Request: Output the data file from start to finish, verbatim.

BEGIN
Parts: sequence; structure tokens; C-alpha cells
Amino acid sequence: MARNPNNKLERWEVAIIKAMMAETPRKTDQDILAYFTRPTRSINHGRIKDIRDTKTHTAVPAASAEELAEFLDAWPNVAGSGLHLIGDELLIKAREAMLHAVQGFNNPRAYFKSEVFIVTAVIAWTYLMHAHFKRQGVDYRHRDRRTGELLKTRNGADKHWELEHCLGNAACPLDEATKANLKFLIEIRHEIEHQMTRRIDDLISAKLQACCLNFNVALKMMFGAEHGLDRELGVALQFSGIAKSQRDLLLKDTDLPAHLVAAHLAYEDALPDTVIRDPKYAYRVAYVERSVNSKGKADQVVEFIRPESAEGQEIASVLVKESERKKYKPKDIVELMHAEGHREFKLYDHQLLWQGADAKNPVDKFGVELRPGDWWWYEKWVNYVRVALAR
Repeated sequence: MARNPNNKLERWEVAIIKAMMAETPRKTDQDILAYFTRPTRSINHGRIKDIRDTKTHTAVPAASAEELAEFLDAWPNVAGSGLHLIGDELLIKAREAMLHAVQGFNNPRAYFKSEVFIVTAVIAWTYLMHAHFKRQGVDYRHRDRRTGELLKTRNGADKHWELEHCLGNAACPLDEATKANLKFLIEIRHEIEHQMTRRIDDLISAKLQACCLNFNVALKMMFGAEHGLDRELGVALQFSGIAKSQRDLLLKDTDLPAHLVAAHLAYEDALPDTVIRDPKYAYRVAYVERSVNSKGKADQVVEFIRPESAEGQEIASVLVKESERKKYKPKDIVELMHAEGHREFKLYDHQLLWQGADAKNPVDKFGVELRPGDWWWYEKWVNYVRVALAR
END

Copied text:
Parts: sequence; structure tokens; C-alpha cells
Amino acid sequence: MARNPNNKLERWEVAIIKAMMAETPRKTDQDILAYFTRPTRSINHGRIKDIRDTKTHTAVPAASAEELAEFLDAWPNVAGSGLHLIGDELLIKAREAMLHAVQGFNNPRAYFKSEVFIVTAVIAWTYLMHAHFKRQGVDYRHRDRRTGELLKTRNGADKHWELEHCLGNAACPLDEATKANLKFLIEIRHEIEHQMTRRIDDLISAKLQACCLNFNVALKMMFGAEHGLDRELGVALQFSGIAKSQRDLLLKDTDLPAHLVAAHLAYEDALPDTVIRDPKYAYRVAYVERSVNSKGKADQVVEFIRPESAEGQEIASVLVKESERKKYKPKDIVELMHAEGHREFKLYDHQLLWQGADAKNPVDKFGVELRPGDWWWYEKWVNYVRVALAR
Repeated sequence: MARNPNNKLERWEVAIIKAMMAETPRKTDQDILAYFTRPTRSINHGRIKDIRDTKTHTAVPAASAEELAEFLDAWPNVAGSGLHLIGDELLIKAREAMLHAVQGFNNPRAYFKSEVFIVTAVIAWTYLMHAHFKRQGVDYRHRDRRTGELLKTRNGADKHWELEHCLGNAACPLDEATKANLKFLIEIRHEIEHQMTRRIDDLISAKLQACCLNFNVALKMMFGAEHGLDRELGVALQFSGIAKSQRDLLLKDTDLPAHLVAAHLAYEDALPDTVIRDPKYAYRVAYVERSVNSKGKADQVVEFIRPESAEGQEIASVLVKESERKKYKPKDIVELMHAEGHREFKLYDHQLLWQGADAKNPVDKFGVELRPGDWWWYEKWVNYVRVALAR